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Found 16 results

  1. This is a continuation of an idea that got a little spring-boarding in another thread... Thanks to the participants, for their motivations... Special thanks to @apersson850 for a patient and helpful review. The purpose of version 1.0, at conclusion was simply to directly control an IR device using a physical connection... Further testing, over the course of a few days, revealed inconsistent reliability(keypresses being missed). I tried adjusting the software's timing, circuit changes, to no avail. I then continued to investigate the possibility of adding an external generator circuit to produce the 38K carrier needed for IR transmission.(Nov 17) I determined: To move forward with the IR sender idea, in order to explore physical separation as an electrical isolation solution... Finally, the IR carrier module arrived(May 11th, from China). After the addition of an inverter, the IR sender worked out! However, the "keypress" issue persisted. I had been so close, but, for one thing, had failed to mind the separation pulses, when adjusting the total number of data pulses sent.(Thanks, Classic99's DEBUGGER). After achieving some measure of success... I decided to look into decoding the remote control's signals, on-the-fly... in order to REMOTE CONTROL the TI itself. After reviewing some others findings... https://www.electroschematics.com/ir-decoder-encoder-part-1 This was successful, and also led me to developing a way to produce the needed IR signals, directly from the extracted HEX CODES! Now, only a small buffer is needed to reproduce any device's(NEC) codes! The above images, from >1000 to >1FFF, is ment to load into MINIMEMORY, from >7000 to >7FFF. While reviewing the image, try and pretend that the first >1, in the addresses is a >7. This image contains 5 subroutines that can be called manually by using EASY BUG's (E)Execute COMMAND. 1. RECEIVE IR, at >7120, will scan the output from an IR receiver, connected to a port on the TI's 9901 interface I.C.. The subprogram fills the buffer at >7D00, with word values representing the length of the pulses received. 2. SEND IR, at >7160 will read the values from the buffer at >7D00, and reproduce the pulses needed to drive a 38kHz IR sending module, connected to a port on the TI's 9901 interface I.C.. 3. KEY SEQ. PLAYER, at >7DCA(Execute >7DCC), Sends a series of keypresses(Bursts), repeatedly, by modifying the buffer addresses used in the SEND IR routine. This method is now, as though it were deprecated. 4. KEY DECODER, at >7EA0(Execute >7EA6), will read the buffer at >7D00, and write the derived HEX CODES to addresses >7EA0(DEVICE ID) and >7EA2(COMMAND). 5. KEY ENCODER, at >7F00(Execute >7F08), will read HEX CODES specified in R1 and R2 at addresses >7F0A(DEVICE ID) and 7F0E(COMMAND), than write the pulse length values to the buffer at >7D00, capable of driving the SEND IR subroutine! These synthesized values are experimental. I'm not using a scope of any kind or even a calculator! So, YMMV. These pulse values are within the detection range of, and appear to work well with: The only test unit I'm using. To be sure, I'm not certain if I should be counting MARKs or SPACEs, HIGHs/LOWs, here. I did a lot of trial and error to get this to work... Looking at the buffer(>7D00). The first word(>0266) seems to be a waking-up shift from HIGH to LOW and could perhaps trigger an interrupt. The second word(>0134) at(>7D02) seems to be a header/tail pulse. The third and every other word(>0024) is a LOW, separator pulse. Looking at the fourth word(>0023) in the buffer, from the ASCII view, a #, can be seen. The #'s are the 0's, the o's are the 1's, and the $'s are the separator pulses. So the HEX CODE seen is ########=>00, oooooooo=>FF, #o#o##o#=>52, o#o#oo#o=>AD, or >00FF, >52AD. >00FF being the Device's ID, and >52AD being the COMMAND CODE(for "key 9" on my device). P.S. Any ideas on how I could bottle and sell this are welcome. H.A. phm3058C.BIN phm3058G.BIN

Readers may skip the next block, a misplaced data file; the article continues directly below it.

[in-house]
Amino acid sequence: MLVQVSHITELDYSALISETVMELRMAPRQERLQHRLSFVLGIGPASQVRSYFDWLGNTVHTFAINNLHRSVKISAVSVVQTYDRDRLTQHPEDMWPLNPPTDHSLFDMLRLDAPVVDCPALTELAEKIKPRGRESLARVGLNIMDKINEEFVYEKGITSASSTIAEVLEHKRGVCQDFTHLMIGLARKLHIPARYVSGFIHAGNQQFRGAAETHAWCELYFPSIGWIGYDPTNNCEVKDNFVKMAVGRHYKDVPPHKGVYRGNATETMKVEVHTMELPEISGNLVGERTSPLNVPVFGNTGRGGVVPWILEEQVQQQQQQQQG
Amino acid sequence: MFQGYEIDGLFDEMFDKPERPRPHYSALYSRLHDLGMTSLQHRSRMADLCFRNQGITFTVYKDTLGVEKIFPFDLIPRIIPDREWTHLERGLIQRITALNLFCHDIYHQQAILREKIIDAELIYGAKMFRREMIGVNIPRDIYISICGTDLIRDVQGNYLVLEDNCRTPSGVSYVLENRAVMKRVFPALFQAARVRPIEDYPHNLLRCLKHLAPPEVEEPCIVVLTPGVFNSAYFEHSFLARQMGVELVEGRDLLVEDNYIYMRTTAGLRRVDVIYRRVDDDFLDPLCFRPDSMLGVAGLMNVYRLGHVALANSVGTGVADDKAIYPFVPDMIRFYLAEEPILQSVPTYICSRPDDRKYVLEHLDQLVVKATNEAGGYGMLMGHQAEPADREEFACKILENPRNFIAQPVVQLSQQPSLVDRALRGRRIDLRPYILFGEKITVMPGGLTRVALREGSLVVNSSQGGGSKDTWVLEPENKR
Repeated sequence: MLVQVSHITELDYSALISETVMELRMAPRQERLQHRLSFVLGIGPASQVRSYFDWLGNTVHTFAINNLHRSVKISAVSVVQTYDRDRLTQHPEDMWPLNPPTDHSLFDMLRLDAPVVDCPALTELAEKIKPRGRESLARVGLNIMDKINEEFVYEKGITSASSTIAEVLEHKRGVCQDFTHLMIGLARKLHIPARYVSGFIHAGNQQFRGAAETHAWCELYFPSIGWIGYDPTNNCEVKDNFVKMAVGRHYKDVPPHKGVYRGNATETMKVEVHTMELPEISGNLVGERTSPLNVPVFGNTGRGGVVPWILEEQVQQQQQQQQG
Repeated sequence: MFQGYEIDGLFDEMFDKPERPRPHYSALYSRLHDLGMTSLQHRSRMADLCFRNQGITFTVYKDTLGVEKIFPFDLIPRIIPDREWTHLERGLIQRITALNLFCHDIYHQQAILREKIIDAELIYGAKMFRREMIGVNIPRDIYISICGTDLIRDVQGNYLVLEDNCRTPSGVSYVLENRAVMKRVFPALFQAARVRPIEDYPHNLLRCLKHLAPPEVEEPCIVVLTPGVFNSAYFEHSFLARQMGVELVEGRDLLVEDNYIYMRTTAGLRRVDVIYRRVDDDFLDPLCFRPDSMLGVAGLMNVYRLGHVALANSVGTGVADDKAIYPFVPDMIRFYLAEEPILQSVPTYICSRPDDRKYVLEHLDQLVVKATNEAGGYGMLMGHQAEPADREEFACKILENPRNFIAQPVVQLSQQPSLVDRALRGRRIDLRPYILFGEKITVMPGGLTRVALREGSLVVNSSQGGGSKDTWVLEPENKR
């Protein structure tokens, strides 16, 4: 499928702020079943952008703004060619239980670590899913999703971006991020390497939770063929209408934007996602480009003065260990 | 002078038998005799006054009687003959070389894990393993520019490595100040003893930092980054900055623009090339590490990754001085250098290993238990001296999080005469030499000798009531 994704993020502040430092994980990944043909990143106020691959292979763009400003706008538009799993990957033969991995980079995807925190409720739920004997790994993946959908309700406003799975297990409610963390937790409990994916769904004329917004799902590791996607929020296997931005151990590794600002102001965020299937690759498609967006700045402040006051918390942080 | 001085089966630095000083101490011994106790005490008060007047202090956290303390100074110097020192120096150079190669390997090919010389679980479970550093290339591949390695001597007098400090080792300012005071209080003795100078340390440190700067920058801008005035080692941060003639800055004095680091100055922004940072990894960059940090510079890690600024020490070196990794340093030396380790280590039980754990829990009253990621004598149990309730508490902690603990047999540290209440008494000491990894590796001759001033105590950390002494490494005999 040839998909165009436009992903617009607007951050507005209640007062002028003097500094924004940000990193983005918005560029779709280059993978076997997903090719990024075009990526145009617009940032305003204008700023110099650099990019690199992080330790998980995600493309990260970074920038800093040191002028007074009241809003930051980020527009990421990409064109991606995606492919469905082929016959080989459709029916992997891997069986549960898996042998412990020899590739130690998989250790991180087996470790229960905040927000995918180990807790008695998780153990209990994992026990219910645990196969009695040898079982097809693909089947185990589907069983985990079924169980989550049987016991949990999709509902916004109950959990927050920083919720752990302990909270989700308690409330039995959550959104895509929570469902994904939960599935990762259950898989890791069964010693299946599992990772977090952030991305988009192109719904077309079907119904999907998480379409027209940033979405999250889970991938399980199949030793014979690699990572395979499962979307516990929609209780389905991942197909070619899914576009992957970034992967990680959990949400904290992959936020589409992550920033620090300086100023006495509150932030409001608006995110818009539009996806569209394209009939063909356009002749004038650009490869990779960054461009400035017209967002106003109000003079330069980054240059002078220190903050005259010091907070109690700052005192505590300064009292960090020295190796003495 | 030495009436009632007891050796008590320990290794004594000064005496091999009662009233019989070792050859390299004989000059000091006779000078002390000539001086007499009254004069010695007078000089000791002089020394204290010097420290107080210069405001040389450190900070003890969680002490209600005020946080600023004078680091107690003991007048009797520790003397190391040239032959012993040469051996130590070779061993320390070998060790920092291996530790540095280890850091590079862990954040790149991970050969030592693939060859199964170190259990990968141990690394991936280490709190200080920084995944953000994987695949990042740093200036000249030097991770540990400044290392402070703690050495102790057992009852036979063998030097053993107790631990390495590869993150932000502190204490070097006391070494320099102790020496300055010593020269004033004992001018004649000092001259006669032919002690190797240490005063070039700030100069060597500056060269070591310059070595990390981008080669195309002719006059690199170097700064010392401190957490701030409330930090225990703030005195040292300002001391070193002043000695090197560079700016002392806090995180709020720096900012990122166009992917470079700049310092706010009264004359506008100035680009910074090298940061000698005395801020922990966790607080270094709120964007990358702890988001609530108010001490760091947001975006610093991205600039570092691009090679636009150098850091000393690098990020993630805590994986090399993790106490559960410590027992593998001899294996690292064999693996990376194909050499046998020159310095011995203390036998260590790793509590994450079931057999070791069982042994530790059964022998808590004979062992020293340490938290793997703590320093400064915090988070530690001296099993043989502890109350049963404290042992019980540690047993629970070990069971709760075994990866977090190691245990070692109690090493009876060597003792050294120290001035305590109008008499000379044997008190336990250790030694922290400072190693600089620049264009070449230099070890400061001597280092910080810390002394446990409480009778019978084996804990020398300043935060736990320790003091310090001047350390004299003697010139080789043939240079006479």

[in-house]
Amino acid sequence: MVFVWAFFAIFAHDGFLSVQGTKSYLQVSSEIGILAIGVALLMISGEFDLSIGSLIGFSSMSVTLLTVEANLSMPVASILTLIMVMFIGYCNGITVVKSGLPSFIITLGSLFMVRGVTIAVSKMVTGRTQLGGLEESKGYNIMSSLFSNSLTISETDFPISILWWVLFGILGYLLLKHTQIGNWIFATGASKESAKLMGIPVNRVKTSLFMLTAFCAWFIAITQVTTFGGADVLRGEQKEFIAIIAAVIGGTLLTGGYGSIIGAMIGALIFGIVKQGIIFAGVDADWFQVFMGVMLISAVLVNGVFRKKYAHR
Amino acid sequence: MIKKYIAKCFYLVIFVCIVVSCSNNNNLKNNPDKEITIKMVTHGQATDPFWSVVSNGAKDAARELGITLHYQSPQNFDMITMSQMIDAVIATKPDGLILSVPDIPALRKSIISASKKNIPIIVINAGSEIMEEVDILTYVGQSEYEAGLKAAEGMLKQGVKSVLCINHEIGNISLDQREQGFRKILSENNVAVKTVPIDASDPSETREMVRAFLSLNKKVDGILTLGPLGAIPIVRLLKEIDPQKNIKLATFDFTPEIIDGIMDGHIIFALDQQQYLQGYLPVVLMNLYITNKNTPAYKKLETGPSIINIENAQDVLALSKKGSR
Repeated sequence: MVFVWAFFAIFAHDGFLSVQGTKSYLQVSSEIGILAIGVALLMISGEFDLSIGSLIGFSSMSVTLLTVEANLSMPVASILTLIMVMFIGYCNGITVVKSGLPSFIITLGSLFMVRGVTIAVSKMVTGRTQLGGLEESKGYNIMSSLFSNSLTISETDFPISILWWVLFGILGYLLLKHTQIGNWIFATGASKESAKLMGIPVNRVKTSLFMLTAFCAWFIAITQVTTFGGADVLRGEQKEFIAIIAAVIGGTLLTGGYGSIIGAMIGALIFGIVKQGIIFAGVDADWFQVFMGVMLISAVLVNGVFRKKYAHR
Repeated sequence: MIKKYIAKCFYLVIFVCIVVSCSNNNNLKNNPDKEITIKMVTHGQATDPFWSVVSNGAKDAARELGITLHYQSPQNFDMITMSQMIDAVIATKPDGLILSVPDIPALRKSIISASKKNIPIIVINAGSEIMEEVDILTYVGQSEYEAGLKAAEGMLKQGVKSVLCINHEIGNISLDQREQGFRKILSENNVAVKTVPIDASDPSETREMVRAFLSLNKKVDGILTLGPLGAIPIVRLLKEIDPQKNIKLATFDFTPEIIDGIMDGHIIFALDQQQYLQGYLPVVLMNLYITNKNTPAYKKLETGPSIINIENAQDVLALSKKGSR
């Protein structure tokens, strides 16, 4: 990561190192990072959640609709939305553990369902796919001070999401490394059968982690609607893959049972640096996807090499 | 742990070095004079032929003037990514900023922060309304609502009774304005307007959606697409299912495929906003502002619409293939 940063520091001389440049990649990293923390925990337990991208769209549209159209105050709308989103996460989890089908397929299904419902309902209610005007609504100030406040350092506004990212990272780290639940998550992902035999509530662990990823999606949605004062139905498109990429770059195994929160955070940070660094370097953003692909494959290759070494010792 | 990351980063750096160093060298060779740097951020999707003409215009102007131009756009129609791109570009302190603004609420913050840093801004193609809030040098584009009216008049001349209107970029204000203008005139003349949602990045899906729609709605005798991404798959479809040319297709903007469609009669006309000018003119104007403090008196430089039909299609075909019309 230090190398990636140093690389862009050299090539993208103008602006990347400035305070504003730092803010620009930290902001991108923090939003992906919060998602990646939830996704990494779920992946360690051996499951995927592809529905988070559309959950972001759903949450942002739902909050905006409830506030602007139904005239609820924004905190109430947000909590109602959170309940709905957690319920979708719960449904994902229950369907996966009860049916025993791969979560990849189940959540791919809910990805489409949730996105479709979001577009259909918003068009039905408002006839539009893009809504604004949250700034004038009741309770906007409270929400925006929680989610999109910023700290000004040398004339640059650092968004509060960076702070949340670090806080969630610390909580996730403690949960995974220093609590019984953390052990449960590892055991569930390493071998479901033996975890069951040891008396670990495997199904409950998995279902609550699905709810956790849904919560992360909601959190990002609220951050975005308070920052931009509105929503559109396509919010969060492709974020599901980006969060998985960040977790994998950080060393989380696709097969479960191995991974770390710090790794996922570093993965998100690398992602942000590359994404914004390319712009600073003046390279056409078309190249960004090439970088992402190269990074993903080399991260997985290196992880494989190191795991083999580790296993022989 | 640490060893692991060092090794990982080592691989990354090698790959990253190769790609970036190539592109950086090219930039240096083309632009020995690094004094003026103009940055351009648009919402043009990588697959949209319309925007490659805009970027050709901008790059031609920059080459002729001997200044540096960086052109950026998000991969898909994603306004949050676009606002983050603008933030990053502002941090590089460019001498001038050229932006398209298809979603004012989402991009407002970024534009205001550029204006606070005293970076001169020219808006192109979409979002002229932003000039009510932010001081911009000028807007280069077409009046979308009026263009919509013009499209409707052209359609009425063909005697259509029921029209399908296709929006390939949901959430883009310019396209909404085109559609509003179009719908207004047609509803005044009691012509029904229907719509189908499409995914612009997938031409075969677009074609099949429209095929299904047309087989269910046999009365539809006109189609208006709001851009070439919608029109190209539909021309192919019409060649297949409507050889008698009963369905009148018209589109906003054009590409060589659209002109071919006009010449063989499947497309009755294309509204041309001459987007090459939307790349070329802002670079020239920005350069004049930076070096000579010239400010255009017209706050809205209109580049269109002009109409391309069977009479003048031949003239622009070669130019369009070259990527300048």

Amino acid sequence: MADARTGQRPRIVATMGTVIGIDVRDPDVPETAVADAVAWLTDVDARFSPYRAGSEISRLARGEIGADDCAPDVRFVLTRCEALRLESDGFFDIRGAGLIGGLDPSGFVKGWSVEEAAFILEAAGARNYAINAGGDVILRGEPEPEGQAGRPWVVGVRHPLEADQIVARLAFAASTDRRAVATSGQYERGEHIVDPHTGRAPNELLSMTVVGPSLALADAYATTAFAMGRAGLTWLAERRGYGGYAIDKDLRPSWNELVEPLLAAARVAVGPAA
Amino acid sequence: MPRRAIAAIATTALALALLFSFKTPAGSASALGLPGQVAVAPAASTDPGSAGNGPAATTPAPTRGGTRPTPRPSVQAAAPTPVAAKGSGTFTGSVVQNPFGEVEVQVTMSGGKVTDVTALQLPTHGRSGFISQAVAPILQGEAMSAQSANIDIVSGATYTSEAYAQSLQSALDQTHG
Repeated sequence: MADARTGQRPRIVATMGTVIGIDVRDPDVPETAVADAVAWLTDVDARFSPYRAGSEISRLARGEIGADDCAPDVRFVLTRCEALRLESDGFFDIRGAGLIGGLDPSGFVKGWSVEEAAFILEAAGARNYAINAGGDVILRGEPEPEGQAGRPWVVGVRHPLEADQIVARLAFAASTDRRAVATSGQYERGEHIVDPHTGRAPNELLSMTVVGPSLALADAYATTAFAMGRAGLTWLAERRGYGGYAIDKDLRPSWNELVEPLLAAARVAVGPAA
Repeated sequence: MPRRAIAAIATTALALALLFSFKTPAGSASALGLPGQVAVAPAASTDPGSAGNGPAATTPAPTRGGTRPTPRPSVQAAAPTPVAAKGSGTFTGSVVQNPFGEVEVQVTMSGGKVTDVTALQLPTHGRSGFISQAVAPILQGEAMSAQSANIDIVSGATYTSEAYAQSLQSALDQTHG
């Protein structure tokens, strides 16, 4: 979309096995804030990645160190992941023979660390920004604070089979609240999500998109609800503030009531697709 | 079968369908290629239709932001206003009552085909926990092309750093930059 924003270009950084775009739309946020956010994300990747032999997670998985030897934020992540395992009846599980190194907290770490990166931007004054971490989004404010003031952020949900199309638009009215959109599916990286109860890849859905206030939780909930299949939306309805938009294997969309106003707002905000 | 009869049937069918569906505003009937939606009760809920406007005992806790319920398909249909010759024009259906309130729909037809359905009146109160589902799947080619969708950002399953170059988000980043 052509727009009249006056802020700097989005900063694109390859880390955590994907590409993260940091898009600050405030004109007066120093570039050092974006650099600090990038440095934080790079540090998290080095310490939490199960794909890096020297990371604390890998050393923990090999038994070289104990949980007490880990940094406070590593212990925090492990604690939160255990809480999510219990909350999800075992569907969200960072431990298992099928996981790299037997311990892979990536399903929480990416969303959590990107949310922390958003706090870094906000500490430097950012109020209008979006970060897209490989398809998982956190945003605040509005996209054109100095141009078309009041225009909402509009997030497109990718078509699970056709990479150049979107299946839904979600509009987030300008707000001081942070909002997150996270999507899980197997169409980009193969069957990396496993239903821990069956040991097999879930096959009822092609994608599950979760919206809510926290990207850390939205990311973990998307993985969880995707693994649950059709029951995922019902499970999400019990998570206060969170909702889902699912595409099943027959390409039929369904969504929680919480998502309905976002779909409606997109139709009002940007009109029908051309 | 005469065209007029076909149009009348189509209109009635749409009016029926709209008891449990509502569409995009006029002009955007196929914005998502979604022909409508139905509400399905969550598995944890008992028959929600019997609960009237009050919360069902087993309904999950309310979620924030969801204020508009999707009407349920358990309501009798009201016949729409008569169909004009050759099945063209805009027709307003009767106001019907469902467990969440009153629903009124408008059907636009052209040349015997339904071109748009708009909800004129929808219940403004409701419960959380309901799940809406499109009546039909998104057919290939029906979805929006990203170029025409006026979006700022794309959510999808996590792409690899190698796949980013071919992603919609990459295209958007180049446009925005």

2. Hi all! Last month I saw the following ad on eBay: I thought the appeal of this kit for homebrew development was very limited: No bankswitching/mapper (only 2K games or 4K games with further modifications on the board) It required messing around with UV lamps, programmers, etc Required some knowledge of electronics Buying the parts separately would probably be less expensive Not possible to ship as a product to customers It would be probably easier and faster to use one of the existing USB/SD carts to test on a real hardware. This did make me think though that I had never seen a development kit for the 2600 which would allow homebrewers without knowledge of electronics to self publish their games. If a mapper is required, then that knowledge need goes up real fast. As in Europe we have very limited offers of good homebrew games available (most of them are from the USA and shipping quickly becomes a problem), I thought about making this my next project. The idea is to have blank carts (populated with all required components but without any game image in them) and a simple to use cable and PC software which would allow the user to create a cart ready to be shipped to customers as well as test games in a real atari. Is this something that would interest the homebrew community? Here are some requirements I have come up with: The final product must cost under 10€ (populated cart PCB) All components must be easy to find. Preference should be given to components still in production Must be usable by people with no experience in electronics No soldering Must support mappers (the ones used by batari Basic at a minimum, as a lot of people seem to use bB) No physical alterations to select the desired mapper (or no mapper) Must fit in a standard Atari cartridge case Components should be SMD to keep production cost as low as possible All comments will be appreciated!! Cheers.